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  • Nozawa Onsen: Nagano's Not-So-Secret Hot Spring Village

Nozawa Onsen: Nagano's Not-So-Secret Hot Spring Village

World-class skiing, a copious amount of naturally-heated mineral water, all in a cozy village at Nagano’s northern edge.


The tiny village of Nozawa Onsen, with a population of around 3,000 hearty souls, is centered on a cluster of inns and hotels at the base of Mt. Kenashi. Along with Hakuba and Shiga Kogen, Nozawa Onsen was one of the hosts of the 1998 Winter Olympic's alpine events, and continues to be one of Nagano’s premier ski and snowboard destinations.

And while its ski resort is an important part of the village, its heart and soul lies in its natural hot spring mineral water, which emanates from the earth into the Ogama pool. Many of the village’s ryokans and hotels have onsen baths on the premises, but one of Nozawa Onsen’s main draws is the collection of thirteen public bath houses. Maintained by the local residents (and often used for their daily baths), the bath houses are open to the public and are free to use. Let’s take a look at Nozawa Onsen’s iconic public bath houses.


Make a Stop at Ogama—the Boiling Heart of Nozawa Onsen

The boiling pools of Ogama in central Nozawa

Many hot spring facilities in Japan get their hot spring mineral water by drilling deep into the ground.  Nozawa Onsen’s waters, on the other hand, come to the surface naturally and at piping hot temperatures often too hot for bathing. The most famous of these springs is Ogama, which at near 100°C is used only for boiling eggs and vegetables. You can see locals here daily cooking in its numerous hot spring pools.

Due to the inherit danger of walking around pools of boiling hot water, non-residents aren't allowed beyond the fence that surrounds the Ogama pools, but you can buy eggs from one of the nearby shops and boil them in specially prepared troughs of hot spring water.

Open a flap and put your eggs in for boiling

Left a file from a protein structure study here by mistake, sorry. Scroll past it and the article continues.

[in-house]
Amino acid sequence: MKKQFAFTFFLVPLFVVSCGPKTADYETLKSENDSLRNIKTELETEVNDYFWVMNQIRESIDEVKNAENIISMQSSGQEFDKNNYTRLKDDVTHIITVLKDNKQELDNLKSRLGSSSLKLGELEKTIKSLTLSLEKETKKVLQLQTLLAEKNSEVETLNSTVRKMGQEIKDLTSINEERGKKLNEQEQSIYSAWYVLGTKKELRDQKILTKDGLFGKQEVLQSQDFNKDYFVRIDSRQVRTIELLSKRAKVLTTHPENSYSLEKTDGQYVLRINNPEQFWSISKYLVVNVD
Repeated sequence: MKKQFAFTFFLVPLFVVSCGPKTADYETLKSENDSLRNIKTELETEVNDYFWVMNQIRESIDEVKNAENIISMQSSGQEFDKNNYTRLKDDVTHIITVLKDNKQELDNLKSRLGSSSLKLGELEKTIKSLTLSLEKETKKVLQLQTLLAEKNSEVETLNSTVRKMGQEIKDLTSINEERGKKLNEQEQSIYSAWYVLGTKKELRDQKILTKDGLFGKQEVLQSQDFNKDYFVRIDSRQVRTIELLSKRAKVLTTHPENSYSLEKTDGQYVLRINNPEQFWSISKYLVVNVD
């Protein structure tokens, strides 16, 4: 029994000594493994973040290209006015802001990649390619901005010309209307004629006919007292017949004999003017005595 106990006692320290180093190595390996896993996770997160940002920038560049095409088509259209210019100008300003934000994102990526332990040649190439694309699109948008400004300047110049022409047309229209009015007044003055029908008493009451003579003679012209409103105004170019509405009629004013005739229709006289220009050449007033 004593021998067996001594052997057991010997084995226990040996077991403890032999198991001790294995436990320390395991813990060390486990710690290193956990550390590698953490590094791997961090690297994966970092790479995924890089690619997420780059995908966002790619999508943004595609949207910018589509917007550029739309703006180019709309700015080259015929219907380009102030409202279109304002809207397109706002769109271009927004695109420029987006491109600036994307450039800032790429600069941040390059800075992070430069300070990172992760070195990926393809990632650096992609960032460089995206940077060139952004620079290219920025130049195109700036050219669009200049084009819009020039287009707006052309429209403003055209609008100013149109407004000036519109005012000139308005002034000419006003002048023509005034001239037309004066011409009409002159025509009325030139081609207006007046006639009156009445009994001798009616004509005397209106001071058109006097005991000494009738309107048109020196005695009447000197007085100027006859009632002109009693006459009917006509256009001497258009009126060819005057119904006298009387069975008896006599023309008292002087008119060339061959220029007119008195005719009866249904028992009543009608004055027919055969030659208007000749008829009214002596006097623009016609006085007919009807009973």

Take a Dip in Nozawa's Public Hot Spring Baths

The interior of Matsuba-no-Yu, one of Nozawa's thirteen public baths

Once you have seen where the onsen water comes from, it’s time to head to one of the public bath houses, or soto-yu, to indulge in the luxury of bathing in the hot spring water.  There are around a dozen neighborhood bath houses that are used and maintained by the local residents.

The list of villagers in charge of maintaining one of the soto-yu baths

Like most hot springs, the baths are separated by into men's and women's areas. The biggest difference between these public baths and other hot springs is the lack of amenities—you'll need to bring your own soap, shampoo and towels with you. For first timers, you may want to brush up on onsen ettiquette before taking the plunge.

And be forewarned that Nozawa Onsen’s bath temperatures tend to be on the high side. If the water feels very hot, you'll want to acclimate by pouring the hot spring water on your arms and legs, slowly working your way towards your heart. Once you're comfortable, you can slide into the bath and enjoy Nozawa's invigorating and beautifying hot spring water.

Sometimes people will cool down the bath by adding some water from the tap, but locals may not appreciate the dilution. Before adding any water, you should ask other bathers, "mizu wo irete mo ii desu ka?"

Nozawa's Representative Hot Spring Bath: O-yu

The grand O-yu public bath on Nozawa's main street

The classic wood construction vented at the top to let the steam out is one of Nozawa Onsen’s most photographed sights.  Both the men’s and women’s baths are divided into atsu-yu and nuru-yu, meaning hot and mild bathes respectively.  While the temperature varies with the time of day and the number of bathers, the general consensus seems to be there is nothing mild about nuru-yu and both can feel scalding-hot.